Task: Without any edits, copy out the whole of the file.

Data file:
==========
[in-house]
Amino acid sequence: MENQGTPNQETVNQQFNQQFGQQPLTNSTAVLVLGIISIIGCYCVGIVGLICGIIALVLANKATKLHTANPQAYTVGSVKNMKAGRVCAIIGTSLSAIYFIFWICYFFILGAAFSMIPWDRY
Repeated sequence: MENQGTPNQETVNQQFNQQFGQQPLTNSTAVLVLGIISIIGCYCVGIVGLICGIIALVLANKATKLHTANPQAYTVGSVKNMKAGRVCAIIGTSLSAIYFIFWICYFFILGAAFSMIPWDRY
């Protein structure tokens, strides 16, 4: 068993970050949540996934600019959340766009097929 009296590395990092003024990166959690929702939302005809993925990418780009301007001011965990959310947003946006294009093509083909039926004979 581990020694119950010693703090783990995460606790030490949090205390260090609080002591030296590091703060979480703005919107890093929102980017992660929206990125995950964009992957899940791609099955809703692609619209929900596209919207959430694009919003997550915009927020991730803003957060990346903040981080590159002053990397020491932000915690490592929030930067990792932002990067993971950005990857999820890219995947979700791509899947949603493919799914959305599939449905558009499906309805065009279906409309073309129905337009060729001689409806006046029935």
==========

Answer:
[in-house]
Amino acid sequence: MENQGTPNQETVNQQFNQQFGQQPLTNSTAVLVLGIISIIGCYCVGIVGLICGIIALVLANKATKLHTANPQAYTVGSVKNMKAGRVCAIIGTSLSAIYFIFWICYFFILGAAFSMIPWDRY
Repeated sequence: MENQGTPNQETVNQQFNQQFGQQPLTNSTAVLVLGIISIIGCYCVGIVGLICGIIALVLANKATKLHTANPQAYTVGSVKNMKAGRVCAIIGTSLSAIYFIFWICYFFILGAAFSMIPWDRY
């Protein structure tokens, strides 16, 4: 068993970050949540996934600019959340766009097929 009296590395990092003024990166959690929702939302005809993925990418780009301007001011965990959310947003946006294009093509083909039926004979 581990020694119950010693703090783990995460606790030490949090205390260090609080002591030296590091703060979480703005919107890093929102980017992660929206990125995950964009992957899940791609099955809703692609619209929900596209919207959430694009919003997550915009927020991730803003957060990346903040981080590159002053990397020491932000915690490592929030930067990792932002990067993971950005990857999820890219995947979700791509899947949603493919799914959305599939449905558009499906309805065009279906409309073309129905337009060729001689409806006046029935």